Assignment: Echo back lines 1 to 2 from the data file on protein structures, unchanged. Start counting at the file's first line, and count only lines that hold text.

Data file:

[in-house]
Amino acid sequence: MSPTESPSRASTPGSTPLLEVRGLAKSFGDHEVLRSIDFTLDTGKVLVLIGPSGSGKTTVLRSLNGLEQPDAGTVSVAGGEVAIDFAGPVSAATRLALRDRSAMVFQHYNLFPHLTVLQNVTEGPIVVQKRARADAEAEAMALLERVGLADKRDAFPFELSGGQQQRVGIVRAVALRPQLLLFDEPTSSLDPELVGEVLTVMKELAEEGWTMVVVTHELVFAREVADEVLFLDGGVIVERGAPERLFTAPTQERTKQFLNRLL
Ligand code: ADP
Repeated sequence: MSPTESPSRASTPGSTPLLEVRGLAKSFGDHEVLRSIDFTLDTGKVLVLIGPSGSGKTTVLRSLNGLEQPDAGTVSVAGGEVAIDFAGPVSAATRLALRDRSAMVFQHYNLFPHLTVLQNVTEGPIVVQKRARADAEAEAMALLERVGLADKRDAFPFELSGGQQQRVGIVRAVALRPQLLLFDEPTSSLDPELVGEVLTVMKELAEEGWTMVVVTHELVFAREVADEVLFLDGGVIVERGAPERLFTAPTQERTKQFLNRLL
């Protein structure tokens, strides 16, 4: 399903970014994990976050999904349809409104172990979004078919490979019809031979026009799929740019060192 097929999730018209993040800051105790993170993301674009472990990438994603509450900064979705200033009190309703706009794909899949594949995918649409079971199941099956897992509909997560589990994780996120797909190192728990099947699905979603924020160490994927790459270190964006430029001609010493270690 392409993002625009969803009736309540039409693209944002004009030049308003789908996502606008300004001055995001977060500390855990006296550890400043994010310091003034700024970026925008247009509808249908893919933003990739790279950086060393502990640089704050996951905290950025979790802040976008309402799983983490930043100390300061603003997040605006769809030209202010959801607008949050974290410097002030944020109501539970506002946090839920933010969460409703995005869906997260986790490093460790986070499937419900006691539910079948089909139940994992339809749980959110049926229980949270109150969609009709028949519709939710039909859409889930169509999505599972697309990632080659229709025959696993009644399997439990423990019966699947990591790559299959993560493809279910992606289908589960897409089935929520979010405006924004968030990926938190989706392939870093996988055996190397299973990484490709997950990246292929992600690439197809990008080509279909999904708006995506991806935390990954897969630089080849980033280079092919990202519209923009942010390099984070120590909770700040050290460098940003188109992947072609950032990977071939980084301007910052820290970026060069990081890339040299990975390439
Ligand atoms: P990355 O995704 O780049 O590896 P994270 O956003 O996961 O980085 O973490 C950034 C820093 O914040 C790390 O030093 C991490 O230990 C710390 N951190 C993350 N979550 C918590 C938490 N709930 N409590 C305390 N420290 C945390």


[in-house]
Amino acid sequence: MSPTESPSRASTPGSTPLLEVRGLAKSFGDHEVLRSIDFTLDTGKVLVLIGPSGSGKTTVLRSLNGLEQPDAGTVSVAGGEVAIDFAGPVSAATRLALRDRSAMVFQHYNLFPHLTVLQNVTEGPIVVQKRARADAEAEAMALLERVGLADKRDAFPFELSGGQQQRVGIVRAVALRPQLLLFDEPTSSLDPELVGEVLTVMKELAEEGWTMVVVTHELVFAREVADEVLFLDGGVIVERGAPERLFTAPTQERTKQFLNRLL